The problem of sexual violence behind bars is much more widely recognised in the US than the UK, campaigners have said, after an independent commission discovered the rate of sex crimes in prisons in England and Wales is broadly similar to the US. Frances Crook, chief executive of the Howard League for Penal Reform, said:
The focus and energy of both American Republicans and Democrats on tackling the issue of prison rape shames Westminster. The broadly comparable proportions of prisoners reporting sexual victimisation in the US and in England and Wales suggest that this issue is much more serious than previously thought.
Hundreds of prisoners may have been sexually abused behind bars, campaigners have said, prompting calls for more to be done to tackle prison rape.
An independent commission on sex in prison, set up by charity the Howard League for Penal Reform, discovered the rate of sex crimes in prisons in England and Wales is broadly similar to the United States.
Her Majesty's Inspectorate of Prisons (HMIP) data shows that 1% of prisoners report being sexually abused in prison, the Howard League said, meaning between 850 to 1,650 prisoners could be victims of sexual assault while inside.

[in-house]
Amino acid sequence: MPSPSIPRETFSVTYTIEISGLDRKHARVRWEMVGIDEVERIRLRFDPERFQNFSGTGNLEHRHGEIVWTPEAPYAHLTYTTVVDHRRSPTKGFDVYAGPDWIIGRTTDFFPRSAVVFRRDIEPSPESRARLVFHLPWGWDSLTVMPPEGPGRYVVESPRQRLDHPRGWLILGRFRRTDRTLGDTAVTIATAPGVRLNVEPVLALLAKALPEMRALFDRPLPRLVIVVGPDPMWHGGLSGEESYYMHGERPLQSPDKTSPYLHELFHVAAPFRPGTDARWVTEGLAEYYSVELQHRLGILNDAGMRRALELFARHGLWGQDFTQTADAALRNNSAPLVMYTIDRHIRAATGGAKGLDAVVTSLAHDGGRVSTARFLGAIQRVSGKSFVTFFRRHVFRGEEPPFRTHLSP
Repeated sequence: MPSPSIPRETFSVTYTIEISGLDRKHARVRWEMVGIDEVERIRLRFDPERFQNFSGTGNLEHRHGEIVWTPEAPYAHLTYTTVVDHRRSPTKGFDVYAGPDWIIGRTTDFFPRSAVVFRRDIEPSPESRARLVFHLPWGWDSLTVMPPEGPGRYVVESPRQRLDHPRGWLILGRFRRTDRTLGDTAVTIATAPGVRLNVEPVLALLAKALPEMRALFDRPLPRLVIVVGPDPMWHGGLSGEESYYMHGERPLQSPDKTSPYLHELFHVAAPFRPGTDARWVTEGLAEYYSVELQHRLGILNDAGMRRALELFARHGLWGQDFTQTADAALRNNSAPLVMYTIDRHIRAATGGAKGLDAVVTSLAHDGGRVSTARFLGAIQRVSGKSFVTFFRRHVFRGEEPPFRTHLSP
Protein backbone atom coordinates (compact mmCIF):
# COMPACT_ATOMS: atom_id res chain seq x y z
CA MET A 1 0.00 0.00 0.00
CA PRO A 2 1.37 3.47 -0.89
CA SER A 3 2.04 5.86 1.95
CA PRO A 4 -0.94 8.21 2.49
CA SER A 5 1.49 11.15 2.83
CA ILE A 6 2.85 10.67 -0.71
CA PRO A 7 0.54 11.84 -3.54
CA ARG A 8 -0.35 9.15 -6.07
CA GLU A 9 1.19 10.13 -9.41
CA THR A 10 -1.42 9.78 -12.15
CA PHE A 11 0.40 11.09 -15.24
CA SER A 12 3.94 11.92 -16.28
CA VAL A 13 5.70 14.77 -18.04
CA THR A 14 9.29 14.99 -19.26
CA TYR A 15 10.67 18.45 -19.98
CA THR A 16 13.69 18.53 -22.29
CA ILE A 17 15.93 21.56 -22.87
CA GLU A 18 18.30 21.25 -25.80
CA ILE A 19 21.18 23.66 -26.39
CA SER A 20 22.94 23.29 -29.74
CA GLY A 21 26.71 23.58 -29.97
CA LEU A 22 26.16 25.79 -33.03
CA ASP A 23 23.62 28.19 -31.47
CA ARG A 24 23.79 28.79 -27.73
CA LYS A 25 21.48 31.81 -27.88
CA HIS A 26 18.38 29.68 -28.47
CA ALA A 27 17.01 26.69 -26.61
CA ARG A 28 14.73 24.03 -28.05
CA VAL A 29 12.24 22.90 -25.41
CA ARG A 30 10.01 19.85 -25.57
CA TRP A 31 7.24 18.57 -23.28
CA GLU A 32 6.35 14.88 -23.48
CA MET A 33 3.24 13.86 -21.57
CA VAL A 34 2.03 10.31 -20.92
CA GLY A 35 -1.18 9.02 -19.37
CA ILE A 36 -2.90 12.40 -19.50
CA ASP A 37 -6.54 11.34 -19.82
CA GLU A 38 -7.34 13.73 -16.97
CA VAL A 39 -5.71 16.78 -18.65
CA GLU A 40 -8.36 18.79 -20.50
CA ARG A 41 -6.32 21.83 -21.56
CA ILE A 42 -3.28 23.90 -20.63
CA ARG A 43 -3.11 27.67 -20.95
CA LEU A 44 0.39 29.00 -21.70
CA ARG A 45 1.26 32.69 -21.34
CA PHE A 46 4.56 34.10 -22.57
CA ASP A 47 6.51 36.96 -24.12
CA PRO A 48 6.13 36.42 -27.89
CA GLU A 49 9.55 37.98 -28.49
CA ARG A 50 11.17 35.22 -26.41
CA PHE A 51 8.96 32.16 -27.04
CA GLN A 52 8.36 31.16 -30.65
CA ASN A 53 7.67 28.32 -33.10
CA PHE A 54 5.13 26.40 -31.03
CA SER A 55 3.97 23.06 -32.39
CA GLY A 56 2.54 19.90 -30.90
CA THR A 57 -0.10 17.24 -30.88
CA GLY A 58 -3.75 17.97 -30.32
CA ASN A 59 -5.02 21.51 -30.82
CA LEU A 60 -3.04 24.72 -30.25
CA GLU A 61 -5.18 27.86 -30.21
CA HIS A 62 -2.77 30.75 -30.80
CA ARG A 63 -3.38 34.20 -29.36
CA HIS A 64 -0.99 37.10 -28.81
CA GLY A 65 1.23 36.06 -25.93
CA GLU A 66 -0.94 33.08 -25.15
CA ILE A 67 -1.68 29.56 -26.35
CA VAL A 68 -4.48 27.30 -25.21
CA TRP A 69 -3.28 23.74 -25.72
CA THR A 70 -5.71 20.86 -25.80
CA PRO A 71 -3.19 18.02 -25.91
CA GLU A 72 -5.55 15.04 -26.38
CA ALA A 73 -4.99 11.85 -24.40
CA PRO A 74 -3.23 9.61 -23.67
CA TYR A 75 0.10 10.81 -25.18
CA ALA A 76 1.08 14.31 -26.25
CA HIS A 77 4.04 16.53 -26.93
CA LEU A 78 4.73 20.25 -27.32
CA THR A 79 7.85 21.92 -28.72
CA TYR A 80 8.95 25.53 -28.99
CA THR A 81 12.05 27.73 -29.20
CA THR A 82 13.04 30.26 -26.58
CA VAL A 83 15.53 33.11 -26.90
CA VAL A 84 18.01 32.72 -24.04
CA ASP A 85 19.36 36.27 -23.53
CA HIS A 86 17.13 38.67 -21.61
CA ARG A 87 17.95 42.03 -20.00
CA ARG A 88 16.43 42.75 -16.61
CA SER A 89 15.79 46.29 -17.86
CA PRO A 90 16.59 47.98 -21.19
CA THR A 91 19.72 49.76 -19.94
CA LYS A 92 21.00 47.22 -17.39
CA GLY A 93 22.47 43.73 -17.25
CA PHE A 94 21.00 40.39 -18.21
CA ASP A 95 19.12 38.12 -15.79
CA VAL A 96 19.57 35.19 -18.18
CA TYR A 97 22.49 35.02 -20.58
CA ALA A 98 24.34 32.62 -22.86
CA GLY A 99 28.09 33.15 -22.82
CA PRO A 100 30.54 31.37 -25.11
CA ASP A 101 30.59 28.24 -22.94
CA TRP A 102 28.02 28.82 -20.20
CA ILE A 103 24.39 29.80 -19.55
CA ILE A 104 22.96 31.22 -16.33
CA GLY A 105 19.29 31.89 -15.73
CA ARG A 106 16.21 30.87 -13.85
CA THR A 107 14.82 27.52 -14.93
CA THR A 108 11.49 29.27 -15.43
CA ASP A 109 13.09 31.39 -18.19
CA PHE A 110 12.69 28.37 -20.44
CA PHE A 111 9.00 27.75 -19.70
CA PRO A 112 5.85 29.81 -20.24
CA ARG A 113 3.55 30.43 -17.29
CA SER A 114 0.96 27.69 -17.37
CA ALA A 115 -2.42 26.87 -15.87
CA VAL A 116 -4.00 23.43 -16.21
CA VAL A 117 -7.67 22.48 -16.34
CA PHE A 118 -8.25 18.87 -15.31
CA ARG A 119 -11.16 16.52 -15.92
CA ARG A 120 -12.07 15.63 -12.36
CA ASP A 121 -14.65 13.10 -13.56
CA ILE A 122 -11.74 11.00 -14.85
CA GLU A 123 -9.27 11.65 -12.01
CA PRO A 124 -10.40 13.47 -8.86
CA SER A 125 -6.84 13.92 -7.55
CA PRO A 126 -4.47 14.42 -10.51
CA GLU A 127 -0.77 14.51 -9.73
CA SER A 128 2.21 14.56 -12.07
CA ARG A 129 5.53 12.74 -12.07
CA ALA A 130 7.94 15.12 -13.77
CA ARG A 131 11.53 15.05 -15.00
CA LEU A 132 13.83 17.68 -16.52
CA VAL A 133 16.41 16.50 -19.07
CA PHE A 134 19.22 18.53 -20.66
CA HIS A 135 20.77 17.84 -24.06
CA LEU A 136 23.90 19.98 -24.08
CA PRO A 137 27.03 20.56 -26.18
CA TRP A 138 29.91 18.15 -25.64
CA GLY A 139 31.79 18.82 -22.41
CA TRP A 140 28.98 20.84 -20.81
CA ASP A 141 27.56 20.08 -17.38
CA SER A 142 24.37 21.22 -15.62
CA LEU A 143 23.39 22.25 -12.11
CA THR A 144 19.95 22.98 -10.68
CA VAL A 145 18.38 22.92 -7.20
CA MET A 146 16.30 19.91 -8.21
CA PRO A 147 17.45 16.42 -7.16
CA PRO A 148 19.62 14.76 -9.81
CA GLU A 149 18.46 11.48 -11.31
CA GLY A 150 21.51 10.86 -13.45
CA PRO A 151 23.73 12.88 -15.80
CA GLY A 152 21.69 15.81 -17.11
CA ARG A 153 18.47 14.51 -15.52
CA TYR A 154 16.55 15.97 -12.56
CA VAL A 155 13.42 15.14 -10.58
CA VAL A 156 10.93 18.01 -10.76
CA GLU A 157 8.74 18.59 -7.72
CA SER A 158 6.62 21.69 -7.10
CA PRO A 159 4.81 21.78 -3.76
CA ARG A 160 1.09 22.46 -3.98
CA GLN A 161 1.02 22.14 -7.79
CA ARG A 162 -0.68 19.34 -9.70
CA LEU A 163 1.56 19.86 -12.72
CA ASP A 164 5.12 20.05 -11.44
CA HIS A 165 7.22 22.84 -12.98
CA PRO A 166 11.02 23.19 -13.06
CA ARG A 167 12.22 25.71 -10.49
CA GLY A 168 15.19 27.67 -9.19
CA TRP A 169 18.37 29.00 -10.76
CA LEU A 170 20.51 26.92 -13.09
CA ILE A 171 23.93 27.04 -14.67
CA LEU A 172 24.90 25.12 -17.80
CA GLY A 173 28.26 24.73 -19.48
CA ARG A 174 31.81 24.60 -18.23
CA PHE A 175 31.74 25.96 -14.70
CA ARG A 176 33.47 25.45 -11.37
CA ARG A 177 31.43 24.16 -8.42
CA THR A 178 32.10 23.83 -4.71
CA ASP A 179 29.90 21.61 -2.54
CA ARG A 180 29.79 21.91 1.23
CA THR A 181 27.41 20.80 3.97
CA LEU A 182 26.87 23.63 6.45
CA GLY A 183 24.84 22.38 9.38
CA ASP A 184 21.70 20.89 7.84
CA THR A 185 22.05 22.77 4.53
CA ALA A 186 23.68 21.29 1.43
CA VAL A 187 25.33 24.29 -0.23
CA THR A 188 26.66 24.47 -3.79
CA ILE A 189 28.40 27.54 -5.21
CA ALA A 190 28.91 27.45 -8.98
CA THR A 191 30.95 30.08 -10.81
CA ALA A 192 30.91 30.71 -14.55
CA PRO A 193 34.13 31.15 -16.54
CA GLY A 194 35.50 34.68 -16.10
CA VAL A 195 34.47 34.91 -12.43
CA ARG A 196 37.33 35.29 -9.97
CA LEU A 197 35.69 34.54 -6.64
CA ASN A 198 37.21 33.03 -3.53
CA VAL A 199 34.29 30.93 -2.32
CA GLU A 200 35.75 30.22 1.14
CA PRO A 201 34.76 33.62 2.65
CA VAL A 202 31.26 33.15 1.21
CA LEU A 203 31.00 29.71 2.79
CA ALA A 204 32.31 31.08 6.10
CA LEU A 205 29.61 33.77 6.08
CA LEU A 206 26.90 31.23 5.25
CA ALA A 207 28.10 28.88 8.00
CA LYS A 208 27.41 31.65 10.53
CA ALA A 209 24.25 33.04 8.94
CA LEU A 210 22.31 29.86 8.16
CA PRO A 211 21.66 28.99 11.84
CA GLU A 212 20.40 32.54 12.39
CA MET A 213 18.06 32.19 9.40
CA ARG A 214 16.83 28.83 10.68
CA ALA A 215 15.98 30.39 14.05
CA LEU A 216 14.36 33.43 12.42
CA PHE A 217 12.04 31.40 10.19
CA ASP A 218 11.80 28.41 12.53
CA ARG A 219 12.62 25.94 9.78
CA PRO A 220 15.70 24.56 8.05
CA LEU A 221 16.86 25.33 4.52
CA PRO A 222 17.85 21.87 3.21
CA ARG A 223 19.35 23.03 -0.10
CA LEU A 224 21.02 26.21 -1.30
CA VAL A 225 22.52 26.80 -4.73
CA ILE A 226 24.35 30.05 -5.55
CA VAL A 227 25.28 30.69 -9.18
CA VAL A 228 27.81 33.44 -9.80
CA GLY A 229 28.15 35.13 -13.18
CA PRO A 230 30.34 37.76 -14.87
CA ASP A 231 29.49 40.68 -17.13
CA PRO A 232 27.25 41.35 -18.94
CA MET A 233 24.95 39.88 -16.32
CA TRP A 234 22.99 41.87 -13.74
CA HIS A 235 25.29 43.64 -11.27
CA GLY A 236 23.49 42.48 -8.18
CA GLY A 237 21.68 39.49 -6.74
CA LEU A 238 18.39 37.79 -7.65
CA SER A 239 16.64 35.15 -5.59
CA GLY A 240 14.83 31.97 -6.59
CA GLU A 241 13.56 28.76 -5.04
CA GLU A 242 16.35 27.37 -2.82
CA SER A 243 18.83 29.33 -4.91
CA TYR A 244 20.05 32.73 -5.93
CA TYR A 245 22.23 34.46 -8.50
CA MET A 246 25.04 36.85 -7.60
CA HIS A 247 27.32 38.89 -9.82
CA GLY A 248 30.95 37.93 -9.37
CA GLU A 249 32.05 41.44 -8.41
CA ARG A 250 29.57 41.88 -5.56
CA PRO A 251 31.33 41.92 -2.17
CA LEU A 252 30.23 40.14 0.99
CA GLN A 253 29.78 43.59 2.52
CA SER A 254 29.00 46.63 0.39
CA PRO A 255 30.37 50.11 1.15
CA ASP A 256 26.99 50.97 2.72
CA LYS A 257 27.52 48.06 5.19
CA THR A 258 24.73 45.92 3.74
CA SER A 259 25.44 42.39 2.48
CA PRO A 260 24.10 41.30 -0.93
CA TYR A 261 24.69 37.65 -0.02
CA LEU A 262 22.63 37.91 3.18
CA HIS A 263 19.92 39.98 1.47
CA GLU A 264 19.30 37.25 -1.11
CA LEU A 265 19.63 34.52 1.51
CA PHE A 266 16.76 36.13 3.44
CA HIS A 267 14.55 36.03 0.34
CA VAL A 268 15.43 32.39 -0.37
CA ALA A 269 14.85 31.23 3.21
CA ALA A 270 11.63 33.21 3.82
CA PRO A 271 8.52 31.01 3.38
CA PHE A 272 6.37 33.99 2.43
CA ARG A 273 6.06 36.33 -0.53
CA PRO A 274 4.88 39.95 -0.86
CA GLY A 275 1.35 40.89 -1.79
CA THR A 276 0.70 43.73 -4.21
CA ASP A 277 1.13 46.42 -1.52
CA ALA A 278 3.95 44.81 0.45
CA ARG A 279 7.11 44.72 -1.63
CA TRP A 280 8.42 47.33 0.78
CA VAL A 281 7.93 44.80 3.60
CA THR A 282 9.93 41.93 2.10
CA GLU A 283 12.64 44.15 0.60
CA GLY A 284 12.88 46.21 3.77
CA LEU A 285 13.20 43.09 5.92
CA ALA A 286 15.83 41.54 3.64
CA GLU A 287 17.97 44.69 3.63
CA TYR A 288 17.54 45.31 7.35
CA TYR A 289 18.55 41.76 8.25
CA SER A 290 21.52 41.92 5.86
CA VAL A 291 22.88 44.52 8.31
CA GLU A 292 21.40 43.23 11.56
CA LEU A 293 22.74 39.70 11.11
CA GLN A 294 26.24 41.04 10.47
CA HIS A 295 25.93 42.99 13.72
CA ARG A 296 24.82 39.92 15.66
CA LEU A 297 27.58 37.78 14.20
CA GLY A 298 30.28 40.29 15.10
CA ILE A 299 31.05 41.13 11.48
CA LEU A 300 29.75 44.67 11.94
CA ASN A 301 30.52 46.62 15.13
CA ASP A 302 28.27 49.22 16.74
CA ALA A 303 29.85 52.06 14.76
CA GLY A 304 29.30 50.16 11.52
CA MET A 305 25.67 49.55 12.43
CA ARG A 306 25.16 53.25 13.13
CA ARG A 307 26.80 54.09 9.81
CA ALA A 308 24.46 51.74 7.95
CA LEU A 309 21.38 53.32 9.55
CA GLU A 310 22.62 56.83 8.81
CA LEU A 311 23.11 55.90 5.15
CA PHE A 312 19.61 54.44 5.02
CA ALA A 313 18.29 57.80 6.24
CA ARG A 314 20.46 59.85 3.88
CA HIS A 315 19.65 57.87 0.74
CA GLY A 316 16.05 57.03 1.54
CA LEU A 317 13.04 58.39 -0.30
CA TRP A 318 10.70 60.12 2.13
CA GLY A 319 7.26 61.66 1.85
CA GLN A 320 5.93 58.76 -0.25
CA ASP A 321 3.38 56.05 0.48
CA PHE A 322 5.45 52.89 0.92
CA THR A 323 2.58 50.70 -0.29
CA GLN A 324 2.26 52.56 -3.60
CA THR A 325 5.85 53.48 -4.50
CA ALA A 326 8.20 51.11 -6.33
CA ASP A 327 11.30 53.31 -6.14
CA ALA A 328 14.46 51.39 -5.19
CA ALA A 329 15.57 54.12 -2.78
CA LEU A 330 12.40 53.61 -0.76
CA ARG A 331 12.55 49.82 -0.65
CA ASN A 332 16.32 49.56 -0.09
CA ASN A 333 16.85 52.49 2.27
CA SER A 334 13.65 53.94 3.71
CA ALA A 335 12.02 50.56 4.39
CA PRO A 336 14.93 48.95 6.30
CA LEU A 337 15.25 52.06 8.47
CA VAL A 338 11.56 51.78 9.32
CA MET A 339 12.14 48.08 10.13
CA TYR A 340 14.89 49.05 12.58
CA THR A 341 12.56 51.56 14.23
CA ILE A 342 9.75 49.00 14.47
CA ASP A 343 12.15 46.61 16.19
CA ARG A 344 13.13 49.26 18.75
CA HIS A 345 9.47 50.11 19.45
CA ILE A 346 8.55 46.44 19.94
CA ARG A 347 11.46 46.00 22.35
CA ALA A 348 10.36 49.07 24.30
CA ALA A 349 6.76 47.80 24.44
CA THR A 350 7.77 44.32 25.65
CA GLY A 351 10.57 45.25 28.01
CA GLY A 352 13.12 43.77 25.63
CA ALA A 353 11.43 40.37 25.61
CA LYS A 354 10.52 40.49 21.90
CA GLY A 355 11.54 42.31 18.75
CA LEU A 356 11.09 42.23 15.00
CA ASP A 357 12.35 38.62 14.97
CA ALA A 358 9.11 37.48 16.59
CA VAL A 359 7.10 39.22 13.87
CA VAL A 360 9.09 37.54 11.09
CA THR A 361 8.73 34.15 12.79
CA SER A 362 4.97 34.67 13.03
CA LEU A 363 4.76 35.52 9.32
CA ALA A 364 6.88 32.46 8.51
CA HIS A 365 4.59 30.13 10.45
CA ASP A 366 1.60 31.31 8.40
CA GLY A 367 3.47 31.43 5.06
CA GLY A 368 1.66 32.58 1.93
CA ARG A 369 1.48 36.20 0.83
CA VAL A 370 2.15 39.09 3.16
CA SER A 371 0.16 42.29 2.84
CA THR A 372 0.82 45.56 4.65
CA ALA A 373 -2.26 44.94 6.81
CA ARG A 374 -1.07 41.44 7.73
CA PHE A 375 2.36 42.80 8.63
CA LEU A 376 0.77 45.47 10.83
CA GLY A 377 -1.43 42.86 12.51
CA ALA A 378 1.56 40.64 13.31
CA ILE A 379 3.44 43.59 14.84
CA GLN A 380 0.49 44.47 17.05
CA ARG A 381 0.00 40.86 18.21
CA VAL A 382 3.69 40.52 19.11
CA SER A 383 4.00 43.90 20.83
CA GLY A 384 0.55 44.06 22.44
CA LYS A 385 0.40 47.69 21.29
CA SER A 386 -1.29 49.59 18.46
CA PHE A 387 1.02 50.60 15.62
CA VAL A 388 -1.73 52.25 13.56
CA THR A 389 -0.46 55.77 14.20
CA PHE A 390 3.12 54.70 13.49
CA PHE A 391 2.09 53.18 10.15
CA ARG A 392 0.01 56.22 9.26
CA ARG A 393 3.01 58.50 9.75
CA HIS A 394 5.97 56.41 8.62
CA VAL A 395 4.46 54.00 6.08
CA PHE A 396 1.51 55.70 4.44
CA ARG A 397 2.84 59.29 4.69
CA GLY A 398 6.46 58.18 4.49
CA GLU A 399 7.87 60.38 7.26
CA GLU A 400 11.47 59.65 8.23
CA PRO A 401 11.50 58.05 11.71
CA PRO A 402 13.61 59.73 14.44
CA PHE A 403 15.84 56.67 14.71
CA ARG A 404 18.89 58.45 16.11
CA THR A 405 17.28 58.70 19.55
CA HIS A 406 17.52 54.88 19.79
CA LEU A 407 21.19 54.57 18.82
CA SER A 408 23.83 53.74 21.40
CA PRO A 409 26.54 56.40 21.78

The director of the Prison Reform Trust has called a south east London Young Offenders institution "grossly under-staffed, cash-strapped, overcrowded warehouse", after inspectors warned that there were signs of increasing violence at Isis due to its high population of gang members. Juliet Lyon said:
Time and again the Justice Secretary claims he is transforming rehabilitation, yet here is another example of a violent institution where far too many young prisoners spend the working day locked down with little or nothing to do save for half an hour of exercise.
The Governor and his staff have done some excellent work with the police to challenge gang affiliation in prisons, the chief executive of the National Offender Management Service said, after inspectors warned over high levels of violence. Michael Spurr added: